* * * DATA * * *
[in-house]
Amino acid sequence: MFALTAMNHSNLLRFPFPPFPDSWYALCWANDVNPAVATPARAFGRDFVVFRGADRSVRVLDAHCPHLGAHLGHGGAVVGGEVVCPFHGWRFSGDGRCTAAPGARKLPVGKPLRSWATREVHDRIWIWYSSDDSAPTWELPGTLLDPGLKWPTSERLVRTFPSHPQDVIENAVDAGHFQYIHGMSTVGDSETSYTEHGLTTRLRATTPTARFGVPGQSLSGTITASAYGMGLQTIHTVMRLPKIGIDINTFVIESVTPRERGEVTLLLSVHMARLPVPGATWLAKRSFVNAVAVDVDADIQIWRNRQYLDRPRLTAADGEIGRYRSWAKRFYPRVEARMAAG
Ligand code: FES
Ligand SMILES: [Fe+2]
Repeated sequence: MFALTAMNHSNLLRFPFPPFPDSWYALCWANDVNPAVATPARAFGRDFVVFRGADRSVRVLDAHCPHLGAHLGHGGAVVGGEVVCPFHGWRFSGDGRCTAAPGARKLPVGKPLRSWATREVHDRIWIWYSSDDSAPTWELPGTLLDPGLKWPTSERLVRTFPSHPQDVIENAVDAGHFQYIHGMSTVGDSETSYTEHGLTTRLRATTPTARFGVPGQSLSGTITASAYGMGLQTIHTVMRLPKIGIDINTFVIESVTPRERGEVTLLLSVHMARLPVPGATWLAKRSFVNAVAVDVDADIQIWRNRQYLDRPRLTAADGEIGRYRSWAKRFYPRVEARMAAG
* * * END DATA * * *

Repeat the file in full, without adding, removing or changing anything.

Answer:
[in-house]
Amino acid sequence: MFALTAMNHSNLLRFPFPPFPDSWYALCWANDVNPAVATPARAFGRDFVVFRGADRSVRVLDAHCPHLGAHLGHGGAVVGGEVVCPFHGWRFSGDGRCTAAPGARKLPVGKPLRSWATREVHDRIWIWYSSDDSAPTWELPGTLLDPGLKWPTSERLVRTFPSHPQDVIENAVDAGHFQYIHGMSTVGDSETSYTEHGLTTRLRATTPTARFGVPGQSLSGTITASAYGMGLQTIHTVMRLPKIGIDINTFVIESVTPRERGEVTLLLSVHMARLPVPGATWLAKRSFVNAVAVDVDADIQIWRNRQYLDRPRLTAADGEIGRYRSWAKRFYPRVEARMAAG
Ligand code: FES
Ligand SMILES: [Fe+2]
Repeated sequence: MFALTAMNHSNLLRFPFPPFPDSWYALCWANDVNPAVATPARAFGRDFVVFRGADRSVRVLDAHCPHLGAHLGHGGAVVGGEVVCPFHGWRFSGDGRCTAAPGARKLPVGKPLRSWATREVHDRIWIWYSSDDSAPTWELPGTLLDPGLKWPTSERLVRTFPSHPQDVIENAVDAGHFQYIHGMSTVGDSETSYTEHGLTTRLRATTPTARFGVPGQSLSGTITASAYGMGLQTIHTVMRLPKIGIDINTFVIESVTPRERGEVTLLLSVHMARLPVPGATWLAKRSFVNAVAVDVDADIQIWRNRQYLDRPRLTAADGEIGRYRSWAKRFYPRVEARMAAG